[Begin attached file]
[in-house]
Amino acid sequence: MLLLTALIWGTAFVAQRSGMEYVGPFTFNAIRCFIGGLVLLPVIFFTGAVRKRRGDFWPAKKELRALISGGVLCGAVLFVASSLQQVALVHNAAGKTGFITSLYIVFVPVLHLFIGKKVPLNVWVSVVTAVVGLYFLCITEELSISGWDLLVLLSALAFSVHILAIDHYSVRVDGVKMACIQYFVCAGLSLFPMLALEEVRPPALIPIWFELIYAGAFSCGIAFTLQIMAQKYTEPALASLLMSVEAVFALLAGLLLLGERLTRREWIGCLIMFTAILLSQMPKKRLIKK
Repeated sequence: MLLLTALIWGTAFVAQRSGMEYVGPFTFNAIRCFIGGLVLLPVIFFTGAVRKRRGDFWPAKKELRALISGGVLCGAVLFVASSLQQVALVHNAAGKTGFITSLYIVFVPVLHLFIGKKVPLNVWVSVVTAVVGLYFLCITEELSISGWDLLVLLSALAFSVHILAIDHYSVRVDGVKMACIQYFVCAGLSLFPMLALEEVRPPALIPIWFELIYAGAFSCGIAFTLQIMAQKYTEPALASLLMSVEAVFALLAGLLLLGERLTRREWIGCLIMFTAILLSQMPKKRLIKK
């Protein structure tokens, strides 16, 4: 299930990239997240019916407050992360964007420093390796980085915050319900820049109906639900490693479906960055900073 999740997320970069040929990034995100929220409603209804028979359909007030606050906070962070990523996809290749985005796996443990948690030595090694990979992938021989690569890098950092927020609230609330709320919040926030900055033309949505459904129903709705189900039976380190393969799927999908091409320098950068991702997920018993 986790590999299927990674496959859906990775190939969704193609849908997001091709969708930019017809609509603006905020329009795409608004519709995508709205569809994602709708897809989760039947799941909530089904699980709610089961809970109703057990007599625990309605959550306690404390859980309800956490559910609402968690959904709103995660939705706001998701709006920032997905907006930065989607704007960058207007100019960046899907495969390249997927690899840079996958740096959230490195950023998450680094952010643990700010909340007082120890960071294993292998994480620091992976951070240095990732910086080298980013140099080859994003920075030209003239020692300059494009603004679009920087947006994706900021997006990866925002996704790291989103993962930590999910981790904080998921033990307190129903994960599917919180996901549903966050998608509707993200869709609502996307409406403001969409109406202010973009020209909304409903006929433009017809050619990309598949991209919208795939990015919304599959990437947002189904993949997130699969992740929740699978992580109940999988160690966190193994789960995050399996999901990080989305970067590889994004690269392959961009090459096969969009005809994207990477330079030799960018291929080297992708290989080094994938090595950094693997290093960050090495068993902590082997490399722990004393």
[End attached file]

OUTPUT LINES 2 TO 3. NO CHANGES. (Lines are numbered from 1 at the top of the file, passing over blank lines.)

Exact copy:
Amino acid sequence: MLLLTALIWGTAFVAQRSGMEYVGPFTFNAIRCFIGGLVLLPVIFFTGAVRKRRGDFWPAKKELRALISGGVLCGAVLFVASSLQQVALVHNAAGKTGFITSLYIVFVPVLHLFIGKKVPLNVWVSVVTAVVGLYFLCITEELSISGWDLLVLLSALAFSVHILAIDHYSVRVDGVKMACIQYFVCAGLSLFPMLALEEVRPPALIPIWFELIYAGAFSCGIAFTLQIMAQKYTEPALASLLMSVEAVFALLAGLLLLGERLTRREWIGCLIMFTAILLSQMPKKRLIKK
Repeated sequence: MLLLTALIWGTAFVAQRSGMEYVGPFTFNAIRCFIGGLVLLPVIFFTGAVRKRRGDFWPAKKELRALISGGVLCGAVLFVASSLQQVALVHNAAGKTGFITSLYIVFVPVLHLFIGKKVPLNVWVSVVTAVVGLYFLCITEELSISGWDLLVLLSALAFSVHILAIDHYSVRVDGVKMACIQYFVCAGLSLFPMLALEEVRPPALIPIWFELIYAGAFSCGIAFTLQIMAQKYTEPALASLLMSVEAVFALLAGLLLLGERLTRREWIGCLIMFTAILLSQMPKKRLIKK